Friday, 29 October 2020
It's nice to know that work is going on to bring prosecutions against people at Anglo Irish Bank. Read Fachtna Murphy's comments here. It's a real pity that it has taken a long build-up of public frustration before any information on the investigation was made public. Anglo Irish has been in trouble since March 2008.
Tuesday, 26 October 2020
There's been a lot of coverage about allegations of fraud and vote buying at Fifa. One of the allegations include a team posing as the Zimbabwe national squad went on a tour of Asia, funded by a gambling syndicate. It's not the first time a fake team has turned up somewhere. A bogus Togo (pic right) team played against Bahrain while a fake cricket team turned up in Ireland in a bid to beat immigration controls in 2008. Then there was the Spanish basketball team that won gold at the 2000 Paralympics which had ten layers without a disability.
Thursday, 21 October 2020
The card skimmers are still trying hard to steal people's PIN numbers and card details. Despite better security and a huge drop off in attacks in Ireland this year, it seems there has been a recent surge in attempted skimming attacks at Irish ATMs. According to the Irish Payments Services Organisation there were 60 attacks from July to September this year of which just 16 were successful. Also have a look here at a video showing skimmers putting their spy gear on a machine. Across the EU the number of attacks has gone up 24 per cent but losses have fallen from €156 million to €144 million.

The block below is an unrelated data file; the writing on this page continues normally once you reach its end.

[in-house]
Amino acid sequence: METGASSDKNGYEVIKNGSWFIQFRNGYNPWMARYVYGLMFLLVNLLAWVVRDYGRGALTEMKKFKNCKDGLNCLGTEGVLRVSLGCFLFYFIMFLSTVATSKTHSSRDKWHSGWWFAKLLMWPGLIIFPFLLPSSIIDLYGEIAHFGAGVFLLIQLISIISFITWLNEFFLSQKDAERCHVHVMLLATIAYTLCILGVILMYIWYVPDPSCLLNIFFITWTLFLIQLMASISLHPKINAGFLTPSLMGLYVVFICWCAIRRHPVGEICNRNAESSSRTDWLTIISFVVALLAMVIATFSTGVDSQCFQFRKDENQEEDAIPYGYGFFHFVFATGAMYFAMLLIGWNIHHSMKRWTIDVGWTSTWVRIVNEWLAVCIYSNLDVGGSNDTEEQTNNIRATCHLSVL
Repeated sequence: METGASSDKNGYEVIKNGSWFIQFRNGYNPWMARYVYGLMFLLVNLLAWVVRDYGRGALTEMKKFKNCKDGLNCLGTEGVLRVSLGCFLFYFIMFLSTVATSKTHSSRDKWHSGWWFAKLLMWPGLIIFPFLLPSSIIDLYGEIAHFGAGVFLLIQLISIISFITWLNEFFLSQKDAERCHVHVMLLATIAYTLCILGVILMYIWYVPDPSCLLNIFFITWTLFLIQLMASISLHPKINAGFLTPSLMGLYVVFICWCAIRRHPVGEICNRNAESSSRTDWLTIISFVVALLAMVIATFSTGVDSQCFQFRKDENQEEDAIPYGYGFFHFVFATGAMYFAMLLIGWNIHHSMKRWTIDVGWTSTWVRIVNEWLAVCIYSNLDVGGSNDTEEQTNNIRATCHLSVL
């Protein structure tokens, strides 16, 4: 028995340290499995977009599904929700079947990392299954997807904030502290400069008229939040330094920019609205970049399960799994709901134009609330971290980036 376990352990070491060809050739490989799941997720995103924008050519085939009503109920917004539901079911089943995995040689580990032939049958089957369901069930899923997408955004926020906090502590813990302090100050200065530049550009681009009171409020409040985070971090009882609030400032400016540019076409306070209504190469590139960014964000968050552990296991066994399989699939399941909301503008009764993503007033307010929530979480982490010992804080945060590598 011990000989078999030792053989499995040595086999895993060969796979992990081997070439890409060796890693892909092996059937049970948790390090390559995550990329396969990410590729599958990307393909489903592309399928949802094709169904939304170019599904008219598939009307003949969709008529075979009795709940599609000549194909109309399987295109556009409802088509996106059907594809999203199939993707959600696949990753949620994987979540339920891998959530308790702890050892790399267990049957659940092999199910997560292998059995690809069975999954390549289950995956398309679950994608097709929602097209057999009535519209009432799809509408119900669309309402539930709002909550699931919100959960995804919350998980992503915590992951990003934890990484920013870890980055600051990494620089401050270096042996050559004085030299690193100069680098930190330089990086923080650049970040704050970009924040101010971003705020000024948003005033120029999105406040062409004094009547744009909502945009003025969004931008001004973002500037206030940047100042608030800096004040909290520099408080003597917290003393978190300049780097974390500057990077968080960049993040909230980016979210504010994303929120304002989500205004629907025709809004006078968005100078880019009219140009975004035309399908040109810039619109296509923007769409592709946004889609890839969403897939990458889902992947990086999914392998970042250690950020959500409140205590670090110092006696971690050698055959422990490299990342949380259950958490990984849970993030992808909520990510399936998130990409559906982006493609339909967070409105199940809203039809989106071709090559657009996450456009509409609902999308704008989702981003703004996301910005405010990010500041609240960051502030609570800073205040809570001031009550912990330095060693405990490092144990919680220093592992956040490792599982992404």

Tuesday, 19 October 2020
It looks like the lawyers are blaming another lawyer, the Director of Public Prosecutions, over the failure to investigate rogue lawyers struck-off for fraud. The chairman of the Solicitors' Disciplinary Tribunal has expressed his 'dismay' at the DPP's attitude. Read about it here. Ireland's dodgy solicitors are being slowly exposed since the credit crunch in September 2008. Read previous post on the topic.
Friday, 15 October 2020
This is going to cause a row. Influential UK political blogger Guido Fawkes has come into possession of documents which purport to show that Anglo Irish ripped off its customers. An extra 0.25 to 0.3 per cent was added to the interest rate charges to many of its customers. Guido suggests that Anglo Irish may have made as much as €100 million from the scam. Read the blog post here.
Thursday, 14 October 2020